Not Yann Tiersen

….but still a cellist, last time I checked, and, one can hope, a cellist with a left hand that remains, as Janos Starker says through his deeply Hungarian pack-a-day, “organized.”  Playing Bach has a way of demanding as much.

And struggles with the mercurial Robert Schumann continue, in case you missed it or are in need of a (slightly flawed in its application) syringe from a very sensitive reader of romantic literature in Dusseldorf, circa 1853.

There is something comforting about trying to scale the walls of the cello canon, at least when the bloody mountains of historical wars in East Asia are the alternative.  Somehow all those arrpeggios and scales in thirds don’t look so bad anymore.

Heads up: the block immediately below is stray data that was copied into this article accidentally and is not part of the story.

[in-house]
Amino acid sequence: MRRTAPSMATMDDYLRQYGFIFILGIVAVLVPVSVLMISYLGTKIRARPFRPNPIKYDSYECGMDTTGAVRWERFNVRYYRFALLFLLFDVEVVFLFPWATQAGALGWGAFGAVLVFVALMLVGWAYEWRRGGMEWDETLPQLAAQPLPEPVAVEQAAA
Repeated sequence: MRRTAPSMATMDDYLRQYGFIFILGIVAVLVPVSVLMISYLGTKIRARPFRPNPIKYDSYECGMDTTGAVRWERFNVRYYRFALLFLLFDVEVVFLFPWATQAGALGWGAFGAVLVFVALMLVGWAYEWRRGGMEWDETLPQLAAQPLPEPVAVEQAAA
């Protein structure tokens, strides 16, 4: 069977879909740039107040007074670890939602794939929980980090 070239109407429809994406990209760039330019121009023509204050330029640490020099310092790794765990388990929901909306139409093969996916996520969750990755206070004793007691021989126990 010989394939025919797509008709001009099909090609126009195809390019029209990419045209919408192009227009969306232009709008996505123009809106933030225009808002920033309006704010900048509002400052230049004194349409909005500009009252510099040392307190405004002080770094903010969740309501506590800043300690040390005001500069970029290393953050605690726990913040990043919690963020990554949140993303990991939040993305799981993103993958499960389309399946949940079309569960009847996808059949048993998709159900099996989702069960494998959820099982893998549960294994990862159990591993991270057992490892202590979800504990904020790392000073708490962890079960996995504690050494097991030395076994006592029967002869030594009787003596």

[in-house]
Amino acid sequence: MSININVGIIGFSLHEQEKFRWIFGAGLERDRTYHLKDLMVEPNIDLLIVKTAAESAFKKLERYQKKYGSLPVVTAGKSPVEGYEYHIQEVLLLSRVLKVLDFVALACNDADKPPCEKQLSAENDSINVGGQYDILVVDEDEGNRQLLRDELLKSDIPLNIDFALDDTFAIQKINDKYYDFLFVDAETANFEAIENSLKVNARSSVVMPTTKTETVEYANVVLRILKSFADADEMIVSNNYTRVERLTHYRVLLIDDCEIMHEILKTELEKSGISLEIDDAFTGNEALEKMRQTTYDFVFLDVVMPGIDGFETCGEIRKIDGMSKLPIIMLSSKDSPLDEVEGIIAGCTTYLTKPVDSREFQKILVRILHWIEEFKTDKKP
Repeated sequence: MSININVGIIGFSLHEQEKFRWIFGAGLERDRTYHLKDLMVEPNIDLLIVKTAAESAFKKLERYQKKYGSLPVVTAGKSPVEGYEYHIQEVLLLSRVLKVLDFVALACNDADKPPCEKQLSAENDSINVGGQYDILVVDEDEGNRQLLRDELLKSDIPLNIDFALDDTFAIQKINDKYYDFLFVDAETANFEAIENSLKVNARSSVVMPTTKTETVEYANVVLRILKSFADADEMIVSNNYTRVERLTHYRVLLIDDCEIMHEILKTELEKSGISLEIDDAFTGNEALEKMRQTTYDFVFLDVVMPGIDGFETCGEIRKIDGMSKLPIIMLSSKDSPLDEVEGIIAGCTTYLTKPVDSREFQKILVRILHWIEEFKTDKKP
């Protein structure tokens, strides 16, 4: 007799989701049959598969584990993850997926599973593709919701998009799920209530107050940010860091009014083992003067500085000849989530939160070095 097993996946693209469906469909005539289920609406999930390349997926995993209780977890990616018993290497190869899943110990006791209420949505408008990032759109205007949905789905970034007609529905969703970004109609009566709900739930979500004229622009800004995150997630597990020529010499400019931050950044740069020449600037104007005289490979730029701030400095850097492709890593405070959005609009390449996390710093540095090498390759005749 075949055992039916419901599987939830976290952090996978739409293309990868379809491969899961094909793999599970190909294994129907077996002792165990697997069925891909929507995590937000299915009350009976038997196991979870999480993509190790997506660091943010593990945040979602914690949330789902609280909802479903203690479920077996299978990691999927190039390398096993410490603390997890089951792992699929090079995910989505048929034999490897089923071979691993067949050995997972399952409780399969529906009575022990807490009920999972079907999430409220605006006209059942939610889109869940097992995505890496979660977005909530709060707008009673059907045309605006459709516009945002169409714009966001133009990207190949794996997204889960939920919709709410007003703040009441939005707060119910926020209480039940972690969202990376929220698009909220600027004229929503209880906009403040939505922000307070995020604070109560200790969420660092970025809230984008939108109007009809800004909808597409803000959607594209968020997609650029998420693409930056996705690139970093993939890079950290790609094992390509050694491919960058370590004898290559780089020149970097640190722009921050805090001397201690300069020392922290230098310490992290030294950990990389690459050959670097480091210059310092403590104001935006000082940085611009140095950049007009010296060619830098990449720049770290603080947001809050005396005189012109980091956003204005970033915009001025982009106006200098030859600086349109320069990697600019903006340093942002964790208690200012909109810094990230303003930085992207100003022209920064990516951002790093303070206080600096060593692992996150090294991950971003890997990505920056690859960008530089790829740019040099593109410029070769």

Which is my way of saying that I’m stepping back from examinations of Kim Jong Il’s cranium and cogitations on Japanese war crimes, and taking a break from blogging for a few days.  I’ll be to shifting the internet action, to the extent action is necessary, to my Twitter feed.

Adam Cathcart in the green room at the Seattle Art Museum -- photo by Akiko Iguchi

For more cello — and if it’s mastery you’re after, rather than lugubrious process, mere proof of work — there’s this performance by Ha-Na Chang, or the amazing Anne Gastinel:

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